2 Signs That Mean You Probably Don’t Need to Bother

The key here is that these are package deals. Certain components can often be substituted, but in the end it is a multi-project deliverable, hopefully at a lower price than each individual design combined. Depending on what you need and where you want to be, it might be overkill.

1.) I want a new brochure/business card/letter head, etc…

Unlike the logo, these are fairly easy to redesign and reproduce. The brand guidelines are already there, it is simply a matter of addressing the issues and creating a superior- yet consistent- product. There’s no need to change everything else in the process too.

2.) I need to update/redesign my website.

Websites are this weird combination of business card, brochure and online hub for all your content and info. If you are primarily interested in an updated web design, using the same logo and brand guidelines, it may be in your best interest not to purchase a full corporate identity package. Instead, I recommend finding an experienced designer and begin a focused website design project.

Buyer Beware

gummi-bears-318421_640Ihope there’s been enough information in here to help you make a decision to pass on pursue a corporate identity package for your business. If it’s the later, here’s a few words of advice to help you find a designer (or agency) that will best suit your needs.

Consider Local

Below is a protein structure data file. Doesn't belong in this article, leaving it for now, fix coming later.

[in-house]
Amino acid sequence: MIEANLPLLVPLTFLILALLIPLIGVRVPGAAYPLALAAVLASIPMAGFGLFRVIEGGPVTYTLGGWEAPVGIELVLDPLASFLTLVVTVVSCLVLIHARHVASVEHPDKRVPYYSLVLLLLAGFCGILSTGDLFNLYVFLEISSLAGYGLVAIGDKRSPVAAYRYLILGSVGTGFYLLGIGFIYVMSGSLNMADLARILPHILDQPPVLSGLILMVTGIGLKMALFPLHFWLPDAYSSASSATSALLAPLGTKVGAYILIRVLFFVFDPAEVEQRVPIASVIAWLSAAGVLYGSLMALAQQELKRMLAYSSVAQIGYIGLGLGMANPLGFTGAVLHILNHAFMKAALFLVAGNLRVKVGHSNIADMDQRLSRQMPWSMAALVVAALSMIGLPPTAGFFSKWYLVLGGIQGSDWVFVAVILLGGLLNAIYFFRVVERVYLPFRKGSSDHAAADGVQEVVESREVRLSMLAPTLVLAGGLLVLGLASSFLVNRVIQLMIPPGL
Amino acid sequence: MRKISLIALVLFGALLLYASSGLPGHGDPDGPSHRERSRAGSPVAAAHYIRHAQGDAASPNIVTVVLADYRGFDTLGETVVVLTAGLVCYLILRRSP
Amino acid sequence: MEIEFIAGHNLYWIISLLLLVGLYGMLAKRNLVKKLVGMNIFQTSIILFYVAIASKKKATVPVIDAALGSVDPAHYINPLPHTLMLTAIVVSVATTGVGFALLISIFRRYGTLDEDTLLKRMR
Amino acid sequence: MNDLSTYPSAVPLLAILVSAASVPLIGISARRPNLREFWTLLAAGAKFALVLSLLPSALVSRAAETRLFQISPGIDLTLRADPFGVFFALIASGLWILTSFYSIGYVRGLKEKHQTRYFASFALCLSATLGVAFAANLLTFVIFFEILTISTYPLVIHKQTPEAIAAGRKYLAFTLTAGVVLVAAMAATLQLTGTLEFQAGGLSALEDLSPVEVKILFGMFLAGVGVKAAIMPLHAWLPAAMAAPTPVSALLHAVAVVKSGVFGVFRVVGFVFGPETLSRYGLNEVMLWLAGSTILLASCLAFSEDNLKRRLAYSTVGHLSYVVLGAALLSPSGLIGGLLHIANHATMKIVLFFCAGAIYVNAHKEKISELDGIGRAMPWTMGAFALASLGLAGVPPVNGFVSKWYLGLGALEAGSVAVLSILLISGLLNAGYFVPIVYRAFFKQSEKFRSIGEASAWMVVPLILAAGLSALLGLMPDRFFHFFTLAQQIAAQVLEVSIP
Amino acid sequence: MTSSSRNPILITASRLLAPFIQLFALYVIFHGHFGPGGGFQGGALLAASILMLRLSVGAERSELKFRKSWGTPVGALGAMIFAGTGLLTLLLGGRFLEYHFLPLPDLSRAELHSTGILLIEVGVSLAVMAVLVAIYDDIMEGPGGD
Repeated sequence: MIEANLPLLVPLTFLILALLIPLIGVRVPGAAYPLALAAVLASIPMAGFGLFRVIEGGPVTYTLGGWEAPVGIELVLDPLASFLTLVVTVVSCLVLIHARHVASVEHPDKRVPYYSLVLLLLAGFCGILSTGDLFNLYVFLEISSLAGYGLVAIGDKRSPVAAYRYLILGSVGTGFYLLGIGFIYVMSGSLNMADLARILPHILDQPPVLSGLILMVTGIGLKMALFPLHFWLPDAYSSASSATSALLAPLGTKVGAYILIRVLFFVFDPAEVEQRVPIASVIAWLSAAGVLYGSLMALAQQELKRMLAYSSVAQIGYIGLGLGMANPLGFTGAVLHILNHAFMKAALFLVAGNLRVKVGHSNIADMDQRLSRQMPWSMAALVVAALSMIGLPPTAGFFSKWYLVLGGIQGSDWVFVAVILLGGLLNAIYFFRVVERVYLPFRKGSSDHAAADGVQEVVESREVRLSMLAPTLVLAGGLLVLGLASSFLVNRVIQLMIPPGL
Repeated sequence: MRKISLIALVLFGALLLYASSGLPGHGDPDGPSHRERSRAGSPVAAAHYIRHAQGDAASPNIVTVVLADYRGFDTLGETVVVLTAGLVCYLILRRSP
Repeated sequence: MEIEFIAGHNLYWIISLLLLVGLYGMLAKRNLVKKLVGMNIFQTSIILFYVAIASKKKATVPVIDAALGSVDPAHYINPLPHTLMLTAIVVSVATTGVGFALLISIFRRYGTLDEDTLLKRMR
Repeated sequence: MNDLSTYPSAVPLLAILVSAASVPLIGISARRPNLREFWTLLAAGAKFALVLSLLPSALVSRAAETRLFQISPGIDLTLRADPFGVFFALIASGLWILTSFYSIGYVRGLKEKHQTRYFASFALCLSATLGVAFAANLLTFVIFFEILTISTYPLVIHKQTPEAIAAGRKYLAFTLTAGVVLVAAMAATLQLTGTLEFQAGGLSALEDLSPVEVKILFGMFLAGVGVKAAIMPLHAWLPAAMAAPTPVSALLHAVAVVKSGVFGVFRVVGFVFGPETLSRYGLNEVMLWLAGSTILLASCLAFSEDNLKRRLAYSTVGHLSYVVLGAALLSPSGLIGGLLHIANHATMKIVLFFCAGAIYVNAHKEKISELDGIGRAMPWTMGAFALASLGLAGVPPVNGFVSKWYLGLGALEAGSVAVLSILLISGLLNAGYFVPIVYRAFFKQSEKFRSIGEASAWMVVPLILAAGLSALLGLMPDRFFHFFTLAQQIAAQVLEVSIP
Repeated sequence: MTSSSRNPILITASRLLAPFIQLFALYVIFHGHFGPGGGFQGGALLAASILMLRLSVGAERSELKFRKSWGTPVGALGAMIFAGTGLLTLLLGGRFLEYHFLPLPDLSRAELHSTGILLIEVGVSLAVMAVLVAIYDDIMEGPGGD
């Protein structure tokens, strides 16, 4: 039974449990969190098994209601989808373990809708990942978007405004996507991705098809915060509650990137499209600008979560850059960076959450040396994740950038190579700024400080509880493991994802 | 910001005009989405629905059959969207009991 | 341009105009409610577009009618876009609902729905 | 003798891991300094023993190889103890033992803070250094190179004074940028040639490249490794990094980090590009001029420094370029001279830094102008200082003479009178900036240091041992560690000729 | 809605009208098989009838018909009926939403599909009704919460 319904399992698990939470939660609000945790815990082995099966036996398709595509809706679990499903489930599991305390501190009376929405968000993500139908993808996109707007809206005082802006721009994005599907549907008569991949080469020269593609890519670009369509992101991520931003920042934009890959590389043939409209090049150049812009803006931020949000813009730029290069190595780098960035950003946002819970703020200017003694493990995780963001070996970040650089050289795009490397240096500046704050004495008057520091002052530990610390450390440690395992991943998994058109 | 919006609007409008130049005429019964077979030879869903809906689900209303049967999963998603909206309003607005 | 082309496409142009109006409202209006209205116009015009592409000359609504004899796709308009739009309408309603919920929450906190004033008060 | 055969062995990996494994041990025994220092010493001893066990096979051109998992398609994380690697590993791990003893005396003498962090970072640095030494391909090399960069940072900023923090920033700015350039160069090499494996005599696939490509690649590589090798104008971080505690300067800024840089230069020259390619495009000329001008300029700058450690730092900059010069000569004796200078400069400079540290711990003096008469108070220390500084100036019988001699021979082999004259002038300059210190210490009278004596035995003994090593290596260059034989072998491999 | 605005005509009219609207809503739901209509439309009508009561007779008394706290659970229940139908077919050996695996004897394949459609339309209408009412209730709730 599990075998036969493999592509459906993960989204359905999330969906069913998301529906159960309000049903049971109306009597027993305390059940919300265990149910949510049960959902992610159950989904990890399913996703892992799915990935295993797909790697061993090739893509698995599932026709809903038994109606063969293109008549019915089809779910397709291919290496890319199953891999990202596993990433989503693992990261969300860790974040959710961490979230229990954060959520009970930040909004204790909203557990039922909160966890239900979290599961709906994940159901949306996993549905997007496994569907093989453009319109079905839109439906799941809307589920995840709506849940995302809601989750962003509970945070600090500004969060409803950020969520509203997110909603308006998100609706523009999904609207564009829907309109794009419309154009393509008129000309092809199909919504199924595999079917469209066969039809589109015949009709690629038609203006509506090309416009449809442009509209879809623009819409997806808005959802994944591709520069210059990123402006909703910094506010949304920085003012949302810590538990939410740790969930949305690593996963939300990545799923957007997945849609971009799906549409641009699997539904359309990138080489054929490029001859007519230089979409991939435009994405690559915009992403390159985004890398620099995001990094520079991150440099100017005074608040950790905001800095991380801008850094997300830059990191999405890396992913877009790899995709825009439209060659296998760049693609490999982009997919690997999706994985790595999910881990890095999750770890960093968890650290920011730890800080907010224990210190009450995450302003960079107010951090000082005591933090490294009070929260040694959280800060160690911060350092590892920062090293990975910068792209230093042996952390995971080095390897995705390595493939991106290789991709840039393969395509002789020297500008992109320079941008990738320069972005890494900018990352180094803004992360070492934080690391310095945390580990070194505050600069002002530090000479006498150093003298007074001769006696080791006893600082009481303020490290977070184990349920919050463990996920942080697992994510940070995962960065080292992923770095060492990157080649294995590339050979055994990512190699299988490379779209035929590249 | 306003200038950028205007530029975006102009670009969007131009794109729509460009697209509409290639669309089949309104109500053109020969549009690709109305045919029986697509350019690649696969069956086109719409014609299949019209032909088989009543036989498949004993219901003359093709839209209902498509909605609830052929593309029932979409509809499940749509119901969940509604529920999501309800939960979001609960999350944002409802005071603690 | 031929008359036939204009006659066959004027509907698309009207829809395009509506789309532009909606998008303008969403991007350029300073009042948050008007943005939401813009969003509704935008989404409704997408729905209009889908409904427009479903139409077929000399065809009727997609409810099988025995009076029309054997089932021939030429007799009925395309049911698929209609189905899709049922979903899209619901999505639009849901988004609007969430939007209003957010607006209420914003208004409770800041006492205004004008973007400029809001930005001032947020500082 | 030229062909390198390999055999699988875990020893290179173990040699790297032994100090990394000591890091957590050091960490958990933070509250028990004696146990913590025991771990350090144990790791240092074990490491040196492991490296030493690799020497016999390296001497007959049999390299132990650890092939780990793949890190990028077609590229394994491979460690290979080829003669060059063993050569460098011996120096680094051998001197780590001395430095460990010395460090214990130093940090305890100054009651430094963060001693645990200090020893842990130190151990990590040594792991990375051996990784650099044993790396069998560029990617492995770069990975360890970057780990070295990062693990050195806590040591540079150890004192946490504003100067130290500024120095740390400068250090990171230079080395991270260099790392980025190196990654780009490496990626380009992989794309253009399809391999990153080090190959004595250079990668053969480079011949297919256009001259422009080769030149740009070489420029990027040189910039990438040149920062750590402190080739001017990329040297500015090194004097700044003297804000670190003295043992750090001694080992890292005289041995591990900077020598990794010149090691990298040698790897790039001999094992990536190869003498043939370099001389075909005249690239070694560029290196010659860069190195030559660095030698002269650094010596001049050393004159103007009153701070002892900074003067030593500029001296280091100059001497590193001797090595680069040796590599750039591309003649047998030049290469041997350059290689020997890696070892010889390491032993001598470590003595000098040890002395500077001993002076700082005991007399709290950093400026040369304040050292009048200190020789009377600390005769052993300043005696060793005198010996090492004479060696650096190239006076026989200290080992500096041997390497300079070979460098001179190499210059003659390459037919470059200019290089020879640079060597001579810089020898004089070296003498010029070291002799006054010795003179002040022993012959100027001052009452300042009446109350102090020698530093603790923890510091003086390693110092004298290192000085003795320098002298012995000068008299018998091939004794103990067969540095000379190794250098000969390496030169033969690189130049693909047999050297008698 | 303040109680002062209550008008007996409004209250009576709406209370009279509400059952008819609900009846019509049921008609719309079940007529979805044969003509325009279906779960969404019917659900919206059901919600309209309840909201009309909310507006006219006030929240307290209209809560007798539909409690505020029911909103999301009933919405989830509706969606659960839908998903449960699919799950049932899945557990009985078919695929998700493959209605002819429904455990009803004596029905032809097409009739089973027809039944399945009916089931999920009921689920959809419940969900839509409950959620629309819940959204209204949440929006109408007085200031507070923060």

These days, there is virtually no type of information you cannot send over an internet connection. This is a huge advantage to designers, as we can send and receive visual as well as textual information in milliseconds.

However, nothing quite beats a face to face interaction. If your situation permits, I highly recommend looking up your local talent before moving afield. The advantages are two-fold:

First, people generally live in communities with other similar people. Trying to explain a visual aesthetic with words is hard enough. Similar culture and business expectations can help facilitate this communication.

Second, technology is only as good as the person using it. Time pressed individuals are often unable to check their email or dropbox every hour for each of your edits. And if they do, they may have clarifying questions that draw out the communication process further. Walking into someone’s office instead gives you full access to immediate feedback.

Agency or Freelancer?

As a current agency employee and previous freelancer, I’ve seen the good, bad, and ugly of both. The type of designer you need is quite dependent on just that- your needs. Here is a quick rundown of which may be best suited to you:

You need a freelancers or small agency if…

    • The project is relatively small (4-8 designs)
    • There is an official Brand Guide to Follow
    • The designer(s) is/are local
    • You are not pressed for time


You need a mid-sized to large agency if…

  • The project is relatively large/ has a lot of moving parts
  • Your brand is established and requires a full reinvention
  • You are on a tight time table

The unfortunately named corporate identity package is a useful tool to many growing businesses if used correctly. Hopefully this guide has helped you determine how valuable one may be to you and how move forward. If you’re interested in a concrete example, check out our brand identity package here.

Best of luck! Feel free to ask any questions in the comments below or shoot me an email.

Author Marina Dargitz

About the Author

Marina is our creative team code wrangler, though she likes to dabble in human languages once in a while too. Read more of her blogs here, or take a look at her web design portfolio.


Share This